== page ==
For the Hadza hunter-gatherers of the Tanzanian Rift Valley, some of the scariest, most powerful figures in story are cannibalistic ogresses – older women who are rapacious for meat. Taking various, gender ambiguous guises, these ‘monster mothers-in-law’ may try to eat their would-be sons-in-law, and generally aim to thwart men having sex. They are implicated in the first fire, the first sex, and the first epeme feast of sacred meat, as well as control of night and day.
In this fascinating talk Dr Camilla Power will explore these stories and their links to the Hadza landscape of ‘god’ mountains, baobab trees and the mythic formation of the Lake Eyasi Basin.
Camilla Power is an Honorary Research Fellow in the Department of Anthropology at University College London, and was Senior Lecturer in Anthropology at the University of East London for many years. Camilla has published many articles on the evolutionary origins of ritual, gender and the use of cosmetics in African initiation, and did fieldwork with Hadzabe hunter-gatherer women in Tanzania.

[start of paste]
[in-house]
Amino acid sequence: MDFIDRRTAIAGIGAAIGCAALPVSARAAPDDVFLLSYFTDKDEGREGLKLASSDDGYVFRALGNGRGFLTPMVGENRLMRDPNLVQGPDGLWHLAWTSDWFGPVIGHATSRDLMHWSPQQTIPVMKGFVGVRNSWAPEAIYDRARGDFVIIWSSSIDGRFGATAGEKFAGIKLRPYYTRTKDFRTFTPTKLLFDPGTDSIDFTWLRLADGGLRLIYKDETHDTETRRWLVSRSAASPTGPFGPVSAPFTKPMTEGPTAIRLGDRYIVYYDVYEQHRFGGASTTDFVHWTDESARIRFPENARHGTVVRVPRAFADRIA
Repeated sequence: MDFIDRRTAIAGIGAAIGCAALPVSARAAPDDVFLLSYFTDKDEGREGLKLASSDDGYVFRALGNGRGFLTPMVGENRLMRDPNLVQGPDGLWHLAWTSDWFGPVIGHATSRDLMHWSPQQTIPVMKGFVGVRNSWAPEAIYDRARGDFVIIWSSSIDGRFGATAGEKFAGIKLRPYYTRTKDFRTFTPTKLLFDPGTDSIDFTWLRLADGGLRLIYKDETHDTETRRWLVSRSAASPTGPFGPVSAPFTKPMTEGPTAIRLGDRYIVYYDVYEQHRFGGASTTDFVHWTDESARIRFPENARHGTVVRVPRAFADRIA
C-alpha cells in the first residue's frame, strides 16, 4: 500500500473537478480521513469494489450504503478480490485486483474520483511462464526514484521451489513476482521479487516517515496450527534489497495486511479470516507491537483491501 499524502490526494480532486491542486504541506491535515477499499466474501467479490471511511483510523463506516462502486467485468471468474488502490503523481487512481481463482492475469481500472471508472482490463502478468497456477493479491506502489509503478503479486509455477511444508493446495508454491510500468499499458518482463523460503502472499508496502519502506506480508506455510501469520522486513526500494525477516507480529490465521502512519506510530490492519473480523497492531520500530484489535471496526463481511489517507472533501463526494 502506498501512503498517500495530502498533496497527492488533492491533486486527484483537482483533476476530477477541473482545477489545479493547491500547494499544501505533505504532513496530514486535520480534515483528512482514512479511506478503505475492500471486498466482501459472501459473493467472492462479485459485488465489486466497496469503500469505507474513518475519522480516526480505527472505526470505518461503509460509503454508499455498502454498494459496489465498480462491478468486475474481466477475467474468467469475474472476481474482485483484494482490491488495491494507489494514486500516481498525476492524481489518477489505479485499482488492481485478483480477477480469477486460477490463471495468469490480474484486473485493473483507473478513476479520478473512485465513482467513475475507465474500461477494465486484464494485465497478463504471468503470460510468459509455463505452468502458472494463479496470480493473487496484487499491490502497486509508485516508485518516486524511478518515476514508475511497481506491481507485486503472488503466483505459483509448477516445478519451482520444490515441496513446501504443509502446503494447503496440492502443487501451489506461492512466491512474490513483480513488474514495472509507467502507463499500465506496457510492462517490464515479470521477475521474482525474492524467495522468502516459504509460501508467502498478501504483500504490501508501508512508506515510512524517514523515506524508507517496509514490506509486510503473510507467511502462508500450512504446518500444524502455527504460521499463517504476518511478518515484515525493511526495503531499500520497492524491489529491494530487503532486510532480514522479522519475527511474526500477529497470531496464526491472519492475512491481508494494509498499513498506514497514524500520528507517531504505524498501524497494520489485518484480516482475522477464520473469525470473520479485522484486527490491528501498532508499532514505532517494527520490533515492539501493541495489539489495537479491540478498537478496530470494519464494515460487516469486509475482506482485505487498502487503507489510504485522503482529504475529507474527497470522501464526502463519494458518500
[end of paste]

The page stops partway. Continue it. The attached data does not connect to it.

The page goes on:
Suitable for ages 15+
Date: Tuesday 7 December 2021
Time: 19:00 - 20:30
Free to access online
This event will be live streamed via Zoom Webinar. Once you have booked your place you will receive a link to access this event online, please join the call via the link provided five minutes before the event begins.
If you have any queries or require any additional information about attending this online event please do not hesitate to contact The Arts Institute team.